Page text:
Estate Planning

How To Transfer Firearms From A Deceased Person (3 Steps)

Larry Li


If you recently experienced the death of a close family member or friend, you may be wondering what to do with their guns. Keeping the firearms stored in your home can be anxiety-inducing, so knowing how to transfer ownership from a deceased person is important. 

But how can you transfer firearms from a deceased person?

Several factors play a role in what to do with the guns of a deceased person. It depends on what state you reside in, the types of guns, and if you’re named as a beneficiary of the deceased person’s will. However, the best way to transfer firearms from a deceased person is to work with a licensed gun dealer. 

Firearms inheritance is complicated, even if you’re named as the beneficiary in the deceased person’s will. Therefore, you must properly understand how to transfer firearms from a deceased person.

Today’s in-depth guide covers:

  • What to do if your deceased loved one had a gun

  • How to transfer a firearm registration

  • Planning ahead with Trustworthy

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What to Do if Your Deceased Loved One Had a Gun

You have a few options on what you can do with the firearm. Although you can transfer gun ownership from the deceased person to yourself, you can also surrender firearms to the local police or sell them.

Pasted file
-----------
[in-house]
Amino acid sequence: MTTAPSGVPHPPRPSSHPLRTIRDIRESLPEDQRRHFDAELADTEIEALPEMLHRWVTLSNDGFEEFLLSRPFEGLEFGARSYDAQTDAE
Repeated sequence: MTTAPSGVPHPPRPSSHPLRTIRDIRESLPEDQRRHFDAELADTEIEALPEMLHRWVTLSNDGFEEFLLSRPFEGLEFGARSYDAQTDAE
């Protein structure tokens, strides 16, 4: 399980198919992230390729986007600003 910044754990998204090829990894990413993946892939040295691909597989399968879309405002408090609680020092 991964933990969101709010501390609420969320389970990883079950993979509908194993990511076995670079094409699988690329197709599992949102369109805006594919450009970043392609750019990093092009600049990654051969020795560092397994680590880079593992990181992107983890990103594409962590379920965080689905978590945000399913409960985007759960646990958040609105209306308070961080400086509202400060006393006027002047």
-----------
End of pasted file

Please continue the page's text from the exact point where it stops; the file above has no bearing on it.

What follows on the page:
However, it’s important to remember that even if you are nominated in your loved one’s estate planned documents to handle their final affairs, it might still be illegal for you to take possession of the guns or transfer them to someone else.

For example, you can’t take ownership of the guns if any court has convicted you of a crime punishable by imprisonment for a term exceeding one year. You also can’t take possession of firearms if you’re an unlawful user or addicted to any controlled substance.

How to Transfer a Firearm Registration

Now, let’s dive into how to transfer a firearm registration of a deceased loved one. I’ve broken it down into three quick and easy steps. 

Step #1. Determine Who Has Legal Authority Over the Firearms

After a gun owner passes away, the estate executor is tasked with legally transferring the gun to the deceased person’s beneficiaries. 

However, if your deceased loved one didn’t have an estate plan, the surviving heirs at law are chosen by the Probate Court.

Therefore, if you are the estate executor, you typically have the authority to take possession of the guns for safekeeping and future transfers.

Step #2. Secure the Firearms

The next step is to make sure the firearms are stored in a secure gun safe that cannot be taken away in a burglary attempt. 

So, make arrangements to secure the firearms as soon as possible. If the guns are stolen and used in a violent crime, the victims can sue you for civil damages or criminal liability since you didn't properly secure the firearms. 

However, suppose you don’t know where to keep the firearms. In that case, you can place them in the custody of someone with a Federal Firearms License (FFL) until you can determine how to transfer ownership to heirs or beneficiaries.